On 14 January 2009, the European Parliament approved a directive on defence procurement (the Defence Directive) seeking to create a single market for defence and security equipment and services across national borders in Europe. It was originally proposed by the European Commission in December 2007 and the challenge has been to put in place a legal framework that will encourage intra-Community trade in this sector but that the member states can apply without compromising their national security interests.
By way of background, defence and security contracts currently fall within the scope of the general procurement directive 2004/18/EC1 (the 2004 directive). However, there are a number of EC Treaty exemptions, which allow member states to bypass the 2004 directive when it is necessary to protect national security interests. It was always intended that the use of these exemptions would occur in only strictly defined circumstances. Even so, there is a concern that member states routinely invoke exemptions such as article 296 of the EC Treaty (public defence contracts) or article 14 (public security contracts) and that the 2004 directive is rarely applied in the defence context, so that defence and security procurement procedures differ significantly from one member state to another. The aim of the new Defence Directive is to correct this.
To put the Defence Directive into its economic context, this market is estimated to be worth over €90bn, although 90 per cent of the production of EU defence equipment is concentrated in six member states: France, the UK, Germany, Italy, Spain and Sweden. Of those six member states, the UK is said to have the largest defence industry in Europe.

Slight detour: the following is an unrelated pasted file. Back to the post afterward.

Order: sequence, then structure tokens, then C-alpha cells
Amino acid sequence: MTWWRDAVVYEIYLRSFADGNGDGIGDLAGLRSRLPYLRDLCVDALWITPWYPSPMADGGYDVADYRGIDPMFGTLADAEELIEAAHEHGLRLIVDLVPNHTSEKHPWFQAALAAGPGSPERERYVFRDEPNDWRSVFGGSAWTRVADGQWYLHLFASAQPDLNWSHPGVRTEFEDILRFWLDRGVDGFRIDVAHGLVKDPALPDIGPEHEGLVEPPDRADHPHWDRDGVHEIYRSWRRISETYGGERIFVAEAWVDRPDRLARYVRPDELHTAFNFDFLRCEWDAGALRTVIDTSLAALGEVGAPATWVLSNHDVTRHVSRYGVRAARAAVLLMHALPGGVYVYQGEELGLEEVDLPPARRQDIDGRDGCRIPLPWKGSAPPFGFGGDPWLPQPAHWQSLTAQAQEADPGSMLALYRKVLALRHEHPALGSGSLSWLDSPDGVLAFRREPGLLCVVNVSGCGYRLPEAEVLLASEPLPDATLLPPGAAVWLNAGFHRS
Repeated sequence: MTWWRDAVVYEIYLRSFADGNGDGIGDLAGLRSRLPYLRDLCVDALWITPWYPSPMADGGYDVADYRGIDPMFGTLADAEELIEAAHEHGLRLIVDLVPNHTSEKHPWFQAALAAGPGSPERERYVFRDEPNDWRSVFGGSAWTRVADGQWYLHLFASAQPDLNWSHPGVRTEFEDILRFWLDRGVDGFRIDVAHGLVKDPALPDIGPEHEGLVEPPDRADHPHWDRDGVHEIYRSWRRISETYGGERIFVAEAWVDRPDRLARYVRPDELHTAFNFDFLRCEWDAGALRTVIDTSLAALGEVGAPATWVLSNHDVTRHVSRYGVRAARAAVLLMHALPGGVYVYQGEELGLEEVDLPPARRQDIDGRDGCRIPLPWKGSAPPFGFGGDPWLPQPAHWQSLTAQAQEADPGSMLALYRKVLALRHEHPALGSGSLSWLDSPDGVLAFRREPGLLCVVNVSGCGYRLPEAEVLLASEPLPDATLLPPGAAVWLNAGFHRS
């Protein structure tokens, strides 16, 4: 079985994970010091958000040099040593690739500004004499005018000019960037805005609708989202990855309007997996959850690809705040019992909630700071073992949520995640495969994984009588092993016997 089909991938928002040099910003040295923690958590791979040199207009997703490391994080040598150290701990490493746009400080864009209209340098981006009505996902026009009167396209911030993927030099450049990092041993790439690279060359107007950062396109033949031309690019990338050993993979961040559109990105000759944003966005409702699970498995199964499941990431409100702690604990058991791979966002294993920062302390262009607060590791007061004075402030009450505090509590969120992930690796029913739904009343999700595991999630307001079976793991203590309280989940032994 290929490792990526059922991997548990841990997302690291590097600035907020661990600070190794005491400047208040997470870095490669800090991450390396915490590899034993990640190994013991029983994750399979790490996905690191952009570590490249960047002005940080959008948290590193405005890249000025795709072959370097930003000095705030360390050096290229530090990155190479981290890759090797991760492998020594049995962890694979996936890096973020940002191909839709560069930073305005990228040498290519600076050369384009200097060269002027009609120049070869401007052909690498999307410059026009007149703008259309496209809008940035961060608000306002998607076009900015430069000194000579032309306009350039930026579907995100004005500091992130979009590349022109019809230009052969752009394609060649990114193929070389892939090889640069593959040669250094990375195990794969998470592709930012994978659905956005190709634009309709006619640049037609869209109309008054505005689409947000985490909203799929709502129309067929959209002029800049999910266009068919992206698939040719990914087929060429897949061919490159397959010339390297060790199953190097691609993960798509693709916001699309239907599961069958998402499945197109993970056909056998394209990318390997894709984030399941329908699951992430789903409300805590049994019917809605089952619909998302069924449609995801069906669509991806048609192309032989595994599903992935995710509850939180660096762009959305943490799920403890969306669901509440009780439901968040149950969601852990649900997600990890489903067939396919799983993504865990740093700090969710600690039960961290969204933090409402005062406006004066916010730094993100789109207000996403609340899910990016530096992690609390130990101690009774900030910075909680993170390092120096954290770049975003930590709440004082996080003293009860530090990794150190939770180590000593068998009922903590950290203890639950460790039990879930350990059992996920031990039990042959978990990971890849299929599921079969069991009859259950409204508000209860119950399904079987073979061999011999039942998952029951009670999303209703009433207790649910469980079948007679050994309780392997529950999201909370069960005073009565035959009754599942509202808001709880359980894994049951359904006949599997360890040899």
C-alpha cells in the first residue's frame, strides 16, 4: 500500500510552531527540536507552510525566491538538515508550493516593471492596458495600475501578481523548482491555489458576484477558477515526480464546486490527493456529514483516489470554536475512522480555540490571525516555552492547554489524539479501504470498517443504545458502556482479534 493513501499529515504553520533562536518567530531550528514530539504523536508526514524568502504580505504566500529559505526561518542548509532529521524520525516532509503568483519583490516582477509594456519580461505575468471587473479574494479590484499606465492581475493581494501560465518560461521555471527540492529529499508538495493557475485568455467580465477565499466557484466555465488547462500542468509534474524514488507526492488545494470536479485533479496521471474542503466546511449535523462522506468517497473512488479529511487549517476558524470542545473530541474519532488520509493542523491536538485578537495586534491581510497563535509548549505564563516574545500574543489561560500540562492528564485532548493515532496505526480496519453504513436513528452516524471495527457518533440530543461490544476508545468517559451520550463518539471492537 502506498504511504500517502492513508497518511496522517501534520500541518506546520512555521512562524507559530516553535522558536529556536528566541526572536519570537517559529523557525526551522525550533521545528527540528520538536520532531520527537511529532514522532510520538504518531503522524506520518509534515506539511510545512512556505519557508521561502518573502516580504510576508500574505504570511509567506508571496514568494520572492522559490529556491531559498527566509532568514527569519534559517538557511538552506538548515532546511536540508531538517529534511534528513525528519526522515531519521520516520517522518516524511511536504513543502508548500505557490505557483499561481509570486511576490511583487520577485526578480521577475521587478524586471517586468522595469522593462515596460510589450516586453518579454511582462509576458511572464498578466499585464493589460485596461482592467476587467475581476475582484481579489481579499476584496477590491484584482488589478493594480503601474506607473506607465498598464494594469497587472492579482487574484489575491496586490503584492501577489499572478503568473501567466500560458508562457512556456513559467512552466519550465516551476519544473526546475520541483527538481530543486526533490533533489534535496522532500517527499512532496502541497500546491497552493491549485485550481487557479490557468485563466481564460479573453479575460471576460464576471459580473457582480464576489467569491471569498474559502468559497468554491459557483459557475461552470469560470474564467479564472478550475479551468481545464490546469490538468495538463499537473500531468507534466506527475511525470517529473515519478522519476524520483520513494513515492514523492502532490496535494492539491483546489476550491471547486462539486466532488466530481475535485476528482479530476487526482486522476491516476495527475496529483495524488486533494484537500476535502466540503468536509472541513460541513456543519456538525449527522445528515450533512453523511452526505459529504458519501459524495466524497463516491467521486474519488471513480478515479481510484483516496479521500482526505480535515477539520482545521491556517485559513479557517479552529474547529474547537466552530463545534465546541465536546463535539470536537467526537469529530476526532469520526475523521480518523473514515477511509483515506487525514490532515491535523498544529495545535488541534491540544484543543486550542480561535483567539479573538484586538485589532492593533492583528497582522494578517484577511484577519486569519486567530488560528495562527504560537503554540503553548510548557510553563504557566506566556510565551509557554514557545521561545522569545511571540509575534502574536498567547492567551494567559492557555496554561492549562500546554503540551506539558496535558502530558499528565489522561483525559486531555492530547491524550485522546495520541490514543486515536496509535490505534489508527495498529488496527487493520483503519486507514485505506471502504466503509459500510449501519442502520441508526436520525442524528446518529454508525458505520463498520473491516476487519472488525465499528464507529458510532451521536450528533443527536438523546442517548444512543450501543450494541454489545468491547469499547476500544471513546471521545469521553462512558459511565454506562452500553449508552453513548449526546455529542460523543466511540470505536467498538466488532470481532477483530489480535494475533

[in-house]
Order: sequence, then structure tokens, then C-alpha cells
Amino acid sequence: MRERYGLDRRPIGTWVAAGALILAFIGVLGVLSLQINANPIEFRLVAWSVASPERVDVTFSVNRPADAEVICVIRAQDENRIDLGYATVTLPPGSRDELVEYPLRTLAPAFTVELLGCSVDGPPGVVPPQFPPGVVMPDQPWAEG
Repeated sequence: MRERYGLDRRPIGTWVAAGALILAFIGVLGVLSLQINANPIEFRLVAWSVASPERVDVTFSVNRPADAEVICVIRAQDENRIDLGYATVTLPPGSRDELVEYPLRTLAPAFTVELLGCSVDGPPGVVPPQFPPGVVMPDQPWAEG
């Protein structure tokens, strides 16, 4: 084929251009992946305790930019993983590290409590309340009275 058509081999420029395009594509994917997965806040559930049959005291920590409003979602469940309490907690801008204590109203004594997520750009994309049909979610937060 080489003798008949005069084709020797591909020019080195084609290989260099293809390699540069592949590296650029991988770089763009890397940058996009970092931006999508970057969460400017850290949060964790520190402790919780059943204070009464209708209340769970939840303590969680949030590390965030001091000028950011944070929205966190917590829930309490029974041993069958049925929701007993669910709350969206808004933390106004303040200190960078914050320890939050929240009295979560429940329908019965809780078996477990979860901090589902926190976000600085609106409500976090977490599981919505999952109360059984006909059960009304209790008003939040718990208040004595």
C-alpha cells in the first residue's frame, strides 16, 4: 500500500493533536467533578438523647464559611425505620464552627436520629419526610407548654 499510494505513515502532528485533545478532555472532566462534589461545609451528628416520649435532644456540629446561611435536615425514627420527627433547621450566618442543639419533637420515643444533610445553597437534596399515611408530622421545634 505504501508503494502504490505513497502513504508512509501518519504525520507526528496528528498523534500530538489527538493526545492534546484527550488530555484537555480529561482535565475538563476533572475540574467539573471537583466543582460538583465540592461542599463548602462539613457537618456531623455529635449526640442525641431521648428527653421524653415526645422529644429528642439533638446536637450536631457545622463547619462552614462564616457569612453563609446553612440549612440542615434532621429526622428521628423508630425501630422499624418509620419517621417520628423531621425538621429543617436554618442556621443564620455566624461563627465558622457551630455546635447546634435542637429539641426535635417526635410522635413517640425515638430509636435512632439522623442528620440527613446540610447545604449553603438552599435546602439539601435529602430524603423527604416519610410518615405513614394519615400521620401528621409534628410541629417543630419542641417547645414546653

Once the Defence Directive has come into effect, member states will have two years to implement it into national law.
The Directive’s scope
The Defence Directive covers public contracts concluded between EU operators. It will not apply to contracts governed by specific procedural rules under an international agreement or arrangement concluded between one or more member states and one or more third countries.
An example of this is where member states have agreed to conduct co-operative programmes to develop new defence equipment together. Some of these co-operative arrangements are managed by international organisations such as the Organisation Conjointe de Coopération en matière d’Armement (OCCAR) and Nato, which then award contracts on behalf of member states. The Defence Directive does not apply to such contracts.
The definition of ‘military equipment’
Broadly, this will be interpreted by reference to the list of arms, munitions and/or war material agreed by member states in 1958 (the Common Military List of the EU). However, the list should be ‘interpreted in a broad way in the light of the evolving character of technology’. It also includes products that, although initially designed for civilian use, were later adapted to military purposes as arms, munitions or war material.